After his Alabama State baseball team fell just short in the SWAC Tournament each of the past three years, Hunter McIntosh wondered if he would ever make the NCAA tournament.
Down to their final chance, McIntosh and the Hornets came through. Alabama State went 24-0 in the regular season in the SWAC, then swept through four conference tournament games to earn its automatic NCAA bid.
“I definitely started to have doubts, especially after sophomore year when we got beat in the (SWAC) championship game,” said McIntosh, a senior pitcher from Columbus North. “Junior year comes around, and we didn’t make it. We’ve worked hard, and we finally got it done.”
The fourth-seeded Hornets (38-15) will begin Tallahassee Regional play against top seed and host Florida State (37-20) at 6 p.m. Friday. No. 2 seed Southern Mississippi (40-18) and No. 3 seed South Alabama (40-20) will meet in Friday’s opener at 11 a.m. The double-elimination regional will continue Saturday.
Alabama State lost an 8-7 regular-season decision at Florida State last season.
“When we played there last year, it was an unreal environment with a few thousand people,” McIntosh said. “But this is the big-time stage now. We’re confident going in there.”
The Hornets have won 15 of their past 16 games and are 38-11 since an 0-4 start to the season.
McIntosh has appeared in 14 games and is tied for the team lead with 12 starts. He is 7-2 with a 3.25 ERA and 76 strikeouts in 63 2/3 innings.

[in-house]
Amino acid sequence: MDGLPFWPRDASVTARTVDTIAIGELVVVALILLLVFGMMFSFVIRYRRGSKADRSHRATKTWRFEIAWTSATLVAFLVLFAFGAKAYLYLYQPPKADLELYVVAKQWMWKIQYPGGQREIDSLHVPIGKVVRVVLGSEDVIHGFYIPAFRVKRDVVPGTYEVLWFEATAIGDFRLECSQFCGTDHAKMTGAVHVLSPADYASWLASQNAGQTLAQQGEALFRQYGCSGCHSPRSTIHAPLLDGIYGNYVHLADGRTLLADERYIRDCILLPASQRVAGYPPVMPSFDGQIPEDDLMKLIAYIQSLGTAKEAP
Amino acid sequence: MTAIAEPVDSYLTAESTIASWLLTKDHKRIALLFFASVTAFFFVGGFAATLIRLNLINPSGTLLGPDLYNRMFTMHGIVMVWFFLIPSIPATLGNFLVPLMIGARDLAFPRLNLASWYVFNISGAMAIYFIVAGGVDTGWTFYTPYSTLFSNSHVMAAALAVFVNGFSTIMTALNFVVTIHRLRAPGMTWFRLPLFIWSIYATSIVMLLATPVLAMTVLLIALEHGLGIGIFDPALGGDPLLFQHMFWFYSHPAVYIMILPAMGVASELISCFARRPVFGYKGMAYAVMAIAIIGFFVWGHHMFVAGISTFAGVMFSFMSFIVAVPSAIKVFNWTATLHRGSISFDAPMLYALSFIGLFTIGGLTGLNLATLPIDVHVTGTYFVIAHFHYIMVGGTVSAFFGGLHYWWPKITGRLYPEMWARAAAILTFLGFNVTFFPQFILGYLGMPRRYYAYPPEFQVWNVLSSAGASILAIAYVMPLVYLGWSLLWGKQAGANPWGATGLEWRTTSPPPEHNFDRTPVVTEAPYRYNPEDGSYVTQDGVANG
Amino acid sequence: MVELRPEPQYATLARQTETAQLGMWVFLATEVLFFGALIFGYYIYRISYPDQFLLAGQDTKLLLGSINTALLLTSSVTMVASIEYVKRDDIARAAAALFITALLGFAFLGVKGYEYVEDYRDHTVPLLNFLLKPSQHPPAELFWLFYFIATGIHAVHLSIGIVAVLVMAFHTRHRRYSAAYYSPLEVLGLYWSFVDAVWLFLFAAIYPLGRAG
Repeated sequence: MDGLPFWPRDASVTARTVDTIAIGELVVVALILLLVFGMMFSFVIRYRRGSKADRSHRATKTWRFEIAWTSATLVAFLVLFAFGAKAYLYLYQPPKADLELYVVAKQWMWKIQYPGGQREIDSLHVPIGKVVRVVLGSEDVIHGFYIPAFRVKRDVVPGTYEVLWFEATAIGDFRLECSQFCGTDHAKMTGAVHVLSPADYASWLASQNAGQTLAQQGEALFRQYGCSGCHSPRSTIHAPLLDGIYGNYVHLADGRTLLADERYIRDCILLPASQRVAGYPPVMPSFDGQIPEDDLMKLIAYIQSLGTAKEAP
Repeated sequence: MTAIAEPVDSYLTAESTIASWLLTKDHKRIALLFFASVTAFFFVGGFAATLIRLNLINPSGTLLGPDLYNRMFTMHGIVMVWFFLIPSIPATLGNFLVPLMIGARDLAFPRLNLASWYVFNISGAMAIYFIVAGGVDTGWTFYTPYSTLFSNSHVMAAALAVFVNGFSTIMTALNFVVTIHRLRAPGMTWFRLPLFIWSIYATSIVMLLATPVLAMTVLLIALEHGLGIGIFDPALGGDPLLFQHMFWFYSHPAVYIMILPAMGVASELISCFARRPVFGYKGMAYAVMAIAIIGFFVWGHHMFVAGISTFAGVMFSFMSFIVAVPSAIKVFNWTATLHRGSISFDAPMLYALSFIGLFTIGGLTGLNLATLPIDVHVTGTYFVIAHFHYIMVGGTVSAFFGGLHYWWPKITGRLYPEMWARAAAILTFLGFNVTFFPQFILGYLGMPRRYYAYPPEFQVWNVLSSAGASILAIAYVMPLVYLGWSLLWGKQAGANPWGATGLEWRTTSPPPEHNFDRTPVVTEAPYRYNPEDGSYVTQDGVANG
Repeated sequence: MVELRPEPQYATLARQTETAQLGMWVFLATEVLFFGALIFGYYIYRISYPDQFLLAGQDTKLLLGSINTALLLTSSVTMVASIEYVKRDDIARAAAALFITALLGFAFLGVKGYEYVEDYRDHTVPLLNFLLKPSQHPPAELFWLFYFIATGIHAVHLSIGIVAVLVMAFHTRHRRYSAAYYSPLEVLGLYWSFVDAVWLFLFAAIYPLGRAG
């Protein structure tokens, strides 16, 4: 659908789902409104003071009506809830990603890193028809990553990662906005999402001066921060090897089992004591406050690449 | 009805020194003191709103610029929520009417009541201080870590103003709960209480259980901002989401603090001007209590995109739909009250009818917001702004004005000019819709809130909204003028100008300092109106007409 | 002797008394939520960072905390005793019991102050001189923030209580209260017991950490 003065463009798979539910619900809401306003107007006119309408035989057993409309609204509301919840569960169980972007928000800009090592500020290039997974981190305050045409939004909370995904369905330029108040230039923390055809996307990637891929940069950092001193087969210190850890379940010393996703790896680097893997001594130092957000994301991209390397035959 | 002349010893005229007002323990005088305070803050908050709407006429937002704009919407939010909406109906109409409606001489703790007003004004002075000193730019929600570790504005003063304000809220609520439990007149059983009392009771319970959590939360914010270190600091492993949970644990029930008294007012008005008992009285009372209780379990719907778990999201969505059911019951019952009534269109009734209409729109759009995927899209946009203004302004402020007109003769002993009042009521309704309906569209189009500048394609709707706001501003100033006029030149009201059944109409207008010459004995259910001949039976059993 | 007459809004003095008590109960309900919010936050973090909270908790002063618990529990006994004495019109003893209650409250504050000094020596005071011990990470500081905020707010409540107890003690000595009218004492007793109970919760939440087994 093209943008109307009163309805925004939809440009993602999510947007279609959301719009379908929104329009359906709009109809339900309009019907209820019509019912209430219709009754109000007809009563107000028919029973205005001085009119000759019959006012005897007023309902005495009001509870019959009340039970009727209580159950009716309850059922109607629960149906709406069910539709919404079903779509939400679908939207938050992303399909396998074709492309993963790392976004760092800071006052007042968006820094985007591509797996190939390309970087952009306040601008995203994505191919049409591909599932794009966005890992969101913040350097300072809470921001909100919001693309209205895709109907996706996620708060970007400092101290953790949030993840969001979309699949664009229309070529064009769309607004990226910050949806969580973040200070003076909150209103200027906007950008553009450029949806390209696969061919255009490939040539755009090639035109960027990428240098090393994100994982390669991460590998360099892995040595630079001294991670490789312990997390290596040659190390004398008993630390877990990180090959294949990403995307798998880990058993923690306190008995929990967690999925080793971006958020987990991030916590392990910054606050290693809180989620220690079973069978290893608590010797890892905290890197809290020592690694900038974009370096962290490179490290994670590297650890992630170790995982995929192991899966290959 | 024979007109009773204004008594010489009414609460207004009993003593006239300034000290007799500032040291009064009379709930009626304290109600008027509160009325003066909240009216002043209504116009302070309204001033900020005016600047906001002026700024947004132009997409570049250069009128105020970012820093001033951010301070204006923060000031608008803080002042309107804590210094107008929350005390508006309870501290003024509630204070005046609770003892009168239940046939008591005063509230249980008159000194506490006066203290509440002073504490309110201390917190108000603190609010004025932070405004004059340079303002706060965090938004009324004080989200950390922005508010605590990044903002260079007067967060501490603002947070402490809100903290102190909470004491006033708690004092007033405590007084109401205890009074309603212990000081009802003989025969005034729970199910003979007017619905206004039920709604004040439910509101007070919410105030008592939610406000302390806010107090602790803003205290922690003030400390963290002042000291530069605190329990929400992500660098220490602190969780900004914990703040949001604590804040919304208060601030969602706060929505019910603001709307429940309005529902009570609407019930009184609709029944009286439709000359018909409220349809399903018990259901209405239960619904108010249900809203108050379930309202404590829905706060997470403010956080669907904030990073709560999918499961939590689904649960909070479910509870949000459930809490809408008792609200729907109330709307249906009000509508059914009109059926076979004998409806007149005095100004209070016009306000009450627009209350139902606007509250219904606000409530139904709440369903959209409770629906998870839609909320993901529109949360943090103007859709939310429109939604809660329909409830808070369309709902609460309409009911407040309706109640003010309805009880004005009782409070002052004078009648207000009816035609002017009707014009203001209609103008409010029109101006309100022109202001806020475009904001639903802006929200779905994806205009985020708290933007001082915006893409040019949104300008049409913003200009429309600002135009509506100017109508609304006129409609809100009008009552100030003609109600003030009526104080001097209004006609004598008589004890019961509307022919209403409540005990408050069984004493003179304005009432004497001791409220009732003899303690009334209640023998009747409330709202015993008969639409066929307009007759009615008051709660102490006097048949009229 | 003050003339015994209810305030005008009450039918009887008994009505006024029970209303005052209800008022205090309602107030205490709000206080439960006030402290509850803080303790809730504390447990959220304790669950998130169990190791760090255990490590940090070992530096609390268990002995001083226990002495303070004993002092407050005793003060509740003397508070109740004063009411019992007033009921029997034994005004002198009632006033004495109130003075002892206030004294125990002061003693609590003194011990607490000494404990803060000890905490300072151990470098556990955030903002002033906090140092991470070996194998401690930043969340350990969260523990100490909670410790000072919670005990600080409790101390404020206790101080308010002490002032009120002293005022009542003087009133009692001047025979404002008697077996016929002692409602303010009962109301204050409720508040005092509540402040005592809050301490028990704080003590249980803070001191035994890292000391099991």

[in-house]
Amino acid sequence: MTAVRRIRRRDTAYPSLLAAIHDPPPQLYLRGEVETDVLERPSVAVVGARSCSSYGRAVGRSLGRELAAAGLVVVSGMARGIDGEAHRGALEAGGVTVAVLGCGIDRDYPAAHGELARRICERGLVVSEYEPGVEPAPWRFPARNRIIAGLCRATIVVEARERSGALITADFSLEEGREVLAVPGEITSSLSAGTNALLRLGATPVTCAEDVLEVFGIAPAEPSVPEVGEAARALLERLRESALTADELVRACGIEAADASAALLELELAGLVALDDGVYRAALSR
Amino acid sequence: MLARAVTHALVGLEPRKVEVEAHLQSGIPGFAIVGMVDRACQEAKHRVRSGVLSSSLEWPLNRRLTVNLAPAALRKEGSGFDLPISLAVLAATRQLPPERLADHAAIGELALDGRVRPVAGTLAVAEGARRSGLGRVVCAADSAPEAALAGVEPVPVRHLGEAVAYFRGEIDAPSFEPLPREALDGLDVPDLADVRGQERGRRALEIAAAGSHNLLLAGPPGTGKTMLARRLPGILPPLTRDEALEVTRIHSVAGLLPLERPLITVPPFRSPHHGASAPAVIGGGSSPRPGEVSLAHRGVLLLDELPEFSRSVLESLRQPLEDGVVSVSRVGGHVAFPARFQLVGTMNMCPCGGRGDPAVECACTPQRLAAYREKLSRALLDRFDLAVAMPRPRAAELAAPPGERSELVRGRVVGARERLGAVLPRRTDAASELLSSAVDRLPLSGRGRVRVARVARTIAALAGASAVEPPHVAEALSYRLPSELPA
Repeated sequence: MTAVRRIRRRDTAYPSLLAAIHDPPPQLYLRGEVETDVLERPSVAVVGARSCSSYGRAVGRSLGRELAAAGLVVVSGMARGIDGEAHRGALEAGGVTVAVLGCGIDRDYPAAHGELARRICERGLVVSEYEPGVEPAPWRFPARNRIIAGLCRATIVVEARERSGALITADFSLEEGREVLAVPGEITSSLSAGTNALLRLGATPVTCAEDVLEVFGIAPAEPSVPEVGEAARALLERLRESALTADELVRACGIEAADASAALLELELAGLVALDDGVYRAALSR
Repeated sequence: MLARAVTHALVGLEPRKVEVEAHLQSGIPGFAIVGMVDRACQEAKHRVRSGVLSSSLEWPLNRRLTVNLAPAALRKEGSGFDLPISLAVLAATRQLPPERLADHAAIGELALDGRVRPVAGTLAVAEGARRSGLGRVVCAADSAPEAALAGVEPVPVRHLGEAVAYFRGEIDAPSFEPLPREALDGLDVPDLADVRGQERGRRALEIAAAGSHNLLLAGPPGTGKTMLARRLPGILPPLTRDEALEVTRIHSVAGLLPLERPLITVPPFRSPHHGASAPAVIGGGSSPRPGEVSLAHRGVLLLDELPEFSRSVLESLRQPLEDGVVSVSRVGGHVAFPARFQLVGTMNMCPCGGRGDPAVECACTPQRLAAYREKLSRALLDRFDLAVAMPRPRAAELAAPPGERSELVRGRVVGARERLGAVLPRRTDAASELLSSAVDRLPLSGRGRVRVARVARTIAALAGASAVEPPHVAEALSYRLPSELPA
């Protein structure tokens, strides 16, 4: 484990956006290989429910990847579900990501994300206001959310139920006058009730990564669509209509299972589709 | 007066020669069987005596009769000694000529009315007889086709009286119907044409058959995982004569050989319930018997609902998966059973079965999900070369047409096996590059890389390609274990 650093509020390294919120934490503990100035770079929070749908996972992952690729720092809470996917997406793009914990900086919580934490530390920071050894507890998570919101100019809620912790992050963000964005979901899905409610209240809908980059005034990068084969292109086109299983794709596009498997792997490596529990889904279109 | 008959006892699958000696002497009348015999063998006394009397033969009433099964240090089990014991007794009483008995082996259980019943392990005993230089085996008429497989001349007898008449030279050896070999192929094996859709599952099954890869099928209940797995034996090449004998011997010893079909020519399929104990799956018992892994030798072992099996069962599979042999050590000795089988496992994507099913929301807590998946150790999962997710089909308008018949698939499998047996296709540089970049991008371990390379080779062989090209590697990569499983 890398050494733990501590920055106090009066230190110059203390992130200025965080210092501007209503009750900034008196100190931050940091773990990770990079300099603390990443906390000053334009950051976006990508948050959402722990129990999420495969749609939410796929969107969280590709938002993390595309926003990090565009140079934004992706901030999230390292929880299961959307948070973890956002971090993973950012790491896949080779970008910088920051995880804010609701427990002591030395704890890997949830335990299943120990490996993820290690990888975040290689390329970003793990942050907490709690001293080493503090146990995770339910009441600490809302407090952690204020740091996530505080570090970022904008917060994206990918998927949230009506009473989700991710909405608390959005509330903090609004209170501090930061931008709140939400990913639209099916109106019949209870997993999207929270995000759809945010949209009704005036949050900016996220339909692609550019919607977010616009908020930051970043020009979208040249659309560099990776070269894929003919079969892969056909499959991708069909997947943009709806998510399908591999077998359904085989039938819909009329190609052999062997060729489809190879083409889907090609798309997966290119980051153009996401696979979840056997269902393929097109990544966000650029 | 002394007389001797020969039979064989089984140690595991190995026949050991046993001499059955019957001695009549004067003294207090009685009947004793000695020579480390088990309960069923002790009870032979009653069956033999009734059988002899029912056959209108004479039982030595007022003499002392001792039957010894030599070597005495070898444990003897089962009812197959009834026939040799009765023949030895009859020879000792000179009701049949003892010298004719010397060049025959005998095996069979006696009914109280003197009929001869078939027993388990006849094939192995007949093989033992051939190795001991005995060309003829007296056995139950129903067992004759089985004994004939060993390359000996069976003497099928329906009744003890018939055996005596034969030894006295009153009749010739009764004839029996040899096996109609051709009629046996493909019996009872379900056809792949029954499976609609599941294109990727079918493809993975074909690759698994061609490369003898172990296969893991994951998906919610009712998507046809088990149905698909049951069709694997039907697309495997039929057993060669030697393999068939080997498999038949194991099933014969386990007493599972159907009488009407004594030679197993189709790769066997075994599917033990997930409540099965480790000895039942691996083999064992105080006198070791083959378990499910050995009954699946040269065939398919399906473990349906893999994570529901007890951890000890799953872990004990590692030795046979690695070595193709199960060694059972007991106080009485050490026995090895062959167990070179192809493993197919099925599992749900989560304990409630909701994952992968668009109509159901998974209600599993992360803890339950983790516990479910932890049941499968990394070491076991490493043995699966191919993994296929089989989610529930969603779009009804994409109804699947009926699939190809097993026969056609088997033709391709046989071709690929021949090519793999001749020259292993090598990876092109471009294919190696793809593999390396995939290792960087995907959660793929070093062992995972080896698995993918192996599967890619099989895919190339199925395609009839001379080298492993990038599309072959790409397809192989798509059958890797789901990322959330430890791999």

“By far, this has definitely been my best year,” McIntosh said. “In the past, I’ve been very inconsistent. I would have a good game, then a bad game, then a good game, then a bad game. I’ve been able to be consistent this year, and I think definitely, that’s been a big part of my success.”
McIntosh’s best outing came on May 1, when he struck out 14 in six shutout innings in a 10-4 victory at Alcorn State. He fanned 10 of the first 14 batters he faced.
Alabama State coach Mervyl Melendez said McIntosh has a fastball in the 86 to 88 mph range. McIntosh, who was mainly a reliever his first two years, started nine games last season and is now the Hornets’ No. 3 starter.
“Hunter has been a very steady pitcher for us whether he has started or coming on in relief,” Melendez said. “Going back four years, I remember a young man with a good breaking ball who got himself in trouble and then got out of it. We wanted to be more consistent with throwing strikes, but throughout his career, he had great games for us. He dominated at times.”
McIntosh is scheduled to graduate this summer with a degree in physical education. He is hoping for a shot to play professional baseball.
If that doesn’t work out, McIntosh wants to become a coach. He has talked to North coach Ben McDaniel about joining his staff at North and with the Indiana Outlaws if he isn’t playing professionally.
“My grandpa (Curt McIntosh) coached me my entire life, and it’s just been one of those things,” Hunter McIntosh said. “I’ve always told him, ‘I want to coach.’ That’s one of the reasons I chose to teach — I want to coach.”
McIntosh and the Hornets have had 11 days since beating Texas Southern 7-5 to win the SWAC Tournament. Although they are now focused on the NCAA, they took time to savor that win.
“It was definitely a feeling that you can’t really put into words,” McIntosh said. “It’s something we were trying to do the past four years, and to finally be doing it, it was definitely an unreal feeling that I’ll never forget.”
High school: Columbus North
College: Alabama State
Height: 6 feet
Position: Right-handed pitcher
Key stats: 7-2 record, 3.25 ERA, 76 strikeouts, 63 2/3 innings pitched